This beautiful and rare little fern that lives in the forest above the ranch has an equally beautiful name: wahinenohomauna, which means woman (wahine) seated on or living on (noho) the mountain (mauna). She is no bigger than the palm of your hand and sits among the even smaller ferns and mosses that make up a kind of green fur on the trunk of a giant tree fern. In Hawaiian culture the high forest is wao akua or the realm of the gods. Here is one little god living in beauty – ferns upon ferns upon ferns.
Pele, they say in the legends, was a traveler from the ancestral homelands of Kahiki who came to this island with her clan of brothers and sisters and settled in the area named Keauhou. There was a war between the early settlers and Pele and her clan took refuge in a great cave. The volcano erupted and the cave collapsed, sealing the clan inside. This is how she became identified with the volcano Kilauea.
In the old days those who came as visitors to the hostile, numinous lands of Pele had themselves tattoo-ed using a blue dye made from a kind of iris that grows only near the volcano. Others brought the umbilical cords of their children, or of themselves, to place at the doorstep of the volcano.
Piko is the word for the belly button where the umbilical cord was attached. It is also the word for a spiritual place of origin and power – a center of the universe. That earth is fire, that we are connected from birth to the molten core of our earth, and live always under peril but centered in the knowledge of that connection – this is what might be expressed in the tradition of presenting the umbilical cord to Pele.
It is treacherous to cross over the volcano these days, when Pele is awake and the road cracks and buckles. It is not treacherous in the way it was for Chief Keoua’s army, that perished in a sudden rain of volcanic debris and molten glass two centuries ago, leaving their footprints behind in the hardened ash deposits.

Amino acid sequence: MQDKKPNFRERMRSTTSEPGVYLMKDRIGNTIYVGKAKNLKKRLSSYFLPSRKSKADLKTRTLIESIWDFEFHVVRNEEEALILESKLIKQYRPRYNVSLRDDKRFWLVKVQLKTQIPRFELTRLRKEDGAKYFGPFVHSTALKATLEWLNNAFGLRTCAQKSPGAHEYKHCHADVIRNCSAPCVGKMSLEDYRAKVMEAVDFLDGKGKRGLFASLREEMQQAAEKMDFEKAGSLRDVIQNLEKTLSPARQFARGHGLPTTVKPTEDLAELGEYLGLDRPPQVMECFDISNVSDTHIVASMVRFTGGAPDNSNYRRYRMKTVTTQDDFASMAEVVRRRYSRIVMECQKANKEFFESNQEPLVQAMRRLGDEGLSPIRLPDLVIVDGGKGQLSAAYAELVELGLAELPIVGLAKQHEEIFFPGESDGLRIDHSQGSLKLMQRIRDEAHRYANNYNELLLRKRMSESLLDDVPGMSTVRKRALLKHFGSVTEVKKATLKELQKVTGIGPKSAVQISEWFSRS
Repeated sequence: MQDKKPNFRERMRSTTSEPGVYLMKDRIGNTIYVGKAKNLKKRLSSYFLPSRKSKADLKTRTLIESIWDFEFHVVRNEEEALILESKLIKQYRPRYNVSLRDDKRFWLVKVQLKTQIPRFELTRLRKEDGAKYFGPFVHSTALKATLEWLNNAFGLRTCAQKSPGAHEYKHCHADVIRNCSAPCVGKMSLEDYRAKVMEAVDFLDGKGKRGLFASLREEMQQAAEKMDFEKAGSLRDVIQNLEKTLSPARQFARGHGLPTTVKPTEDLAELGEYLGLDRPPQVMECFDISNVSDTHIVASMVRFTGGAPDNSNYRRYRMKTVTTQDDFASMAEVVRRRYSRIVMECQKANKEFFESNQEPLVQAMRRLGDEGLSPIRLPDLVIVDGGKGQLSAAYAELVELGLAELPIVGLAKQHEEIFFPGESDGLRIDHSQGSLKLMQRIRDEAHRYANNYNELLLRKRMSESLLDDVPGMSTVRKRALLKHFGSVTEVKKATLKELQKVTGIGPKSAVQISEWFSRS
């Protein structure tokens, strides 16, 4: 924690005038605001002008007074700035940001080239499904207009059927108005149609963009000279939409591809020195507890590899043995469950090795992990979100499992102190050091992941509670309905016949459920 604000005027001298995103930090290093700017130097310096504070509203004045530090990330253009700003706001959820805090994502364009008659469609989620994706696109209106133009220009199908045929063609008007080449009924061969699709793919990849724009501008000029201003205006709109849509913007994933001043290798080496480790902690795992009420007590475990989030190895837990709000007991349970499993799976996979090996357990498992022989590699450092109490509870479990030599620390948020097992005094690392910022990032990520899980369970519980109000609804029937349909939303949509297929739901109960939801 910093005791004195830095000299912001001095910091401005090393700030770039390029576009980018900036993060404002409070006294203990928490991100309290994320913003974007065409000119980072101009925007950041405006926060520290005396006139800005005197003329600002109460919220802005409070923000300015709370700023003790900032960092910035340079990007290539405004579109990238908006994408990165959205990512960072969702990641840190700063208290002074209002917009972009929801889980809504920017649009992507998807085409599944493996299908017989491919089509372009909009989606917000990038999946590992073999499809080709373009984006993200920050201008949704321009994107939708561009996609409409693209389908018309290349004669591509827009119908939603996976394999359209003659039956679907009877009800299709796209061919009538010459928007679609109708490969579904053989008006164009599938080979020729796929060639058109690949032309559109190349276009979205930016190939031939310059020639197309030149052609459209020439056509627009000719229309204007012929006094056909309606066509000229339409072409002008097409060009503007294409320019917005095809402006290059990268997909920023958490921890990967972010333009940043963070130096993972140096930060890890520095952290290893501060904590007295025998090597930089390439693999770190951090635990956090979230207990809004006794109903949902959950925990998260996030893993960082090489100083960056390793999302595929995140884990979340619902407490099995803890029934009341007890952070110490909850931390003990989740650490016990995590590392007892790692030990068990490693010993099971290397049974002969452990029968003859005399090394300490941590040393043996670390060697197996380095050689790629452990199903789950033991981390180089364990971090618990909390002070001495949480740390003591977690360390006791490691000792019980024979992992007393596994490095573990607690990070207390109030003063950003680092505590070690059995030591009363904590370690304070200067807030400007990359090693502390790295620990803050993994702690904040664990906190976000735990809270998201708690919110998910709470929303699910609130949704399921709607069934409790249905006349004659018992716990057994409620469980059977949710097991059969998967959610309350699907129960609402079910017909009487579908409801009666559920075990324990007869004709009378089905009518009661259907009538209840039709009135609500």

How many times have I passed over the volcano? As a child, bumping along on the narrow old road through the lava fields in the back seat of the family car, dreamily seeing fairy realms in the forested slopes above; as a teen venturing through with my cousins, telling ourselves ghost stories as the darkness closed around the beams of the headlights; as a young mother hurrying home through the lava desert with my baby, singing to keep her quiet.
The more likely danger even now is falling asleep at the wheel on the curving road over the volcano and running into the unforgiving basalt fields on either side. That is how people lose their lives now. It is a long drive in the dark; do they begin to dream of ghostly shapes – of a white dog, of an old woman, of a young woman with fiery eyes? These are the forms that Pele is said to take when she appears to travelers.
For we cannot think like Indians; at most, we can think with them. – Eduardo Viveiros de Castro, Cannibal Metaphysics
As far back as I am able to think, to remember, which is a kind of thinking, there are memories of places, of plants and animals, of a kind of light and air, the smell of water on leaves, root and dirt, the strange sight of lava flows reaching the sea, the band of white coral touching blue ocean, of roads leading through orchards, of flowers against the sky, of moss-covered rocks and river pebbles.
I have these myths. These are my myths. Continue reading “Metamorphic: for all the Wild Ones”
What is true and real and what makes it so? Why is it that the only kind of science we know depends on math for its truth-claims and our math is (as far as I know) strictly quantitative? Continue reading “Qualitative”
Images of Madam Pele, the Hawaiian Goddess of Fire, resemble the flames seen in flowing lava. When she erupts she is passion incarnate, bringing destruction and creation at the same time.
The funny thing about Hawaiʻi is that we donʻt have “woods.” We have forests: dry forests, wet forests, extra-wet forests, perpetually raining forests. (We do have the wettest spot on earth here, high on the mountain top of Waiʻaleʻale on the island of Kauaʻi.) This is what a wet forest nearby looks like. Mostly giant ferns and small shrubberies, with a canopy of ohiʻa lehua (Metrosideros collina). It looks just like that pretty much all year long.